106

Please clarify my queries regarding Singleton and Multithreading:

  • What is the best way to implement Singleton in Java, in a multithreaded environment?
  • What happens when multiple threads try to access getInstance() method at the same time?
  • Can we make singleton's getInstance() synchronized?
  • Is synchronization really needed, when using Singleton classes?
198

Yes, it is necessary. There are several methods you can use to achieve thread safety with lazy initialization:

Draconian synchronization:

private static YourObject instance;

public static synchronized YourObject getInstance() {
    if (instance == null) {
        instance = new YourObject();
    }
    return instance;
}

This solution requires that every thread be synchronized when in reality only the first few need to be.

Double check synchronization:

private static final Object lock = new Object();
private static volatile YourObject instance;

public static YourObject getInstance() {
    YourObject r = instance;
    if (r == null) {
        synchronized (lock) {    // While we were waiting for the lock, another 
            r = instance;        // thread may have instantiated the object.
            if (r == null) {  
                r = new YourObject();
                instance = r;
            }
        }
    }
    return r;
}

This solution ensures that only the first few threads that try to acquire your singleton have to go through the process of acquiring the lock.

Initialization on Demand:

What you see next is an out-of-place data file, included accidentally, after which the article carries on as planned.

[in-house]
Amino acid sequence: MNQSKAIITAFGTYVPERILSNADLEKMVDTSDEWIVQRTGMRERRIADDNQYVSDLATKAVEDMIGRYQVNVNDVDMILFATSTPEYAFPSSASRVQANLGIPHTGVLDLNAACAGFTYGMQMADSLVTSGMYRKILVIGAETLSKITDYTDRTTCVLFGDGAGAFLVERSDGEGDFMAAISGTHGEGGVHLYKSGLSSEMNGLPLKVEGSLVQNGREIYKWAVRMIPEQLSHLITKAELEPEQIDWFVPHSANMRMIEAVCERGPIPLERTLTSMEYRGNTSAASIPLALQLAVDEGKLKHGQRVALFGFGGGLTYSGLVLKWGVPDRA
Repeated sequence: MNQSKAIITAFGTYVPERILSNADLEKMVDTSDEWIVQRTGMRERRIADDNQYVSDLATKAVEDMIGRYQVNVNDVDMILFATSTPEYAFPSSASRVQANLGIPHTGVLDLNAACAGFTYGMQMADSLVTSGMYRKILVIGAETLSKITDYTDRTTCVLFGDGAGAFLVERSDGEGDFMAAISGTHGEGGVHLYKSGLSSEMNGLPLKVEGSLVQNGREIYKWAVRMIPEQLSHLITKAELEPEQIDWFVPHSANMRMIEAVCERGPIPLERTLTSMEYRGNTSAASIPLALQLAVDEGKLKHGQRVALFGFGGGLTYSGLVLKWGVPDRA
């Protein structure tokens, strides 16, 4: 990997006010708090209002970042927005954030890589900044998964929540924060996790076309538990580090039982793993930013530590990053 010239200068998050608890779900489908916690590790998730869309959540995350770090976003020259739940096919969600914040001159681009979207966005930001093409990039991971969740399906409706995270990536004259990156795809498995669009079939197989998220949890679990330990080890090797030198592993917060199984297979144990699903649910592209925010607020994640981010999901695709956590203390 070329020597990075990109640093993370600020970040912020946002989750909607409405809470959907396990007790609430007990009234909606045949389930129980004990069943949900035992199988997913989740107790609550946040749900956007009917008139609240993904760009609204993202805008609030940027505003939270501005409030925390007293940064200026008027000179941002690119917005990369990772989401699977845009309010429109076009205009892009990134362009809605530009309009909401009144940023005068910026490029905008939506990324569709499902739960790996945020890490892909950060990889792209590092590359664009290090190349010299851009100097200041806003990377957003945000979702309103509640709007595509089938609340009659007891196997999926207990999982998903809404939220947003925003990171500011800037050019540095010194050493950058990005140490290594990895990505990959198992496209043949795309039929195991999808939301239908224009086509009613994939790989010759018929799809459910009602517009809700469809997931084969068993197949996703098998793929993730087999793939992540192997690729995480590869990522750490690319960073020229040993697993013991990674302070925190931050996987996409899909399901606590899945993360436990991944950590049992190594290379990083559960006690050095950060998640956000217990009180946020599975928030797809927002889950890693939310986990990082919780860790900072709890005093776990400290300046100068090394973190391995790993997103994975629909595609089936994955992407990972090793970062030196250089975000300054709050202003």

private static class InstanceHolder {
    private static final YourObject instance = new YourObject();
}

public static YourObject getInstance() {
    return InstanceHolder.instance;
}

This solution takes advantage of the Java memory model's guarantees about class initialization to ensure thread safety. Each class can only be loaded once, and it will only be loaded when it is needed. That means that the first time getInstance is called, InstanceHolder will be loaded and instance will be created, and since this is controlled by ClassLoaders, no additional synchronization is necessary.

  • 21
    Warning - be careful with double-checked synchronization. It doesn't work properly with pre-Java 5 JVMs due to "issues" with the memory model. – Stephen C Jun 23 '12 at 3:06
  • 3
    -1 Draconian synchronization and Double check synchronization getInstance()-method must be static! – Peter Rader Sep 29 '13 at 9:58
  • 2
    @PeterRader They don't need to be static, but it might make more sense if they were. Amended as requested. – Jeffrey Sep 29 '13 at 17:26
  • 2
    @AlexLehmann It's any arbitrary object you wish to use. – Jeffrey May 17 '14 at 17:16
  • 3
    You're implementation of double checked locking isn't guaranteed to work. It's actually explained in the article you cited for double checked locking. :) There is an example in there using volatile that works properly for 1.5 and higher (double checked locking is just plain broken below 1.5). The initialization on demand holder also cited in the article would probably be a simpler solution in your answer. – stuckj May 8 '15 at 16:05
64

This pattern does a thread-safe lazy-initialization of the instance without explicit synchronization!

public class MySingleton {

     private static class Loader {
         static final MySingleton INSTANCE = new MySingleton();
     }

     private MySingleton () {}

     public static MySingleton getInstance() {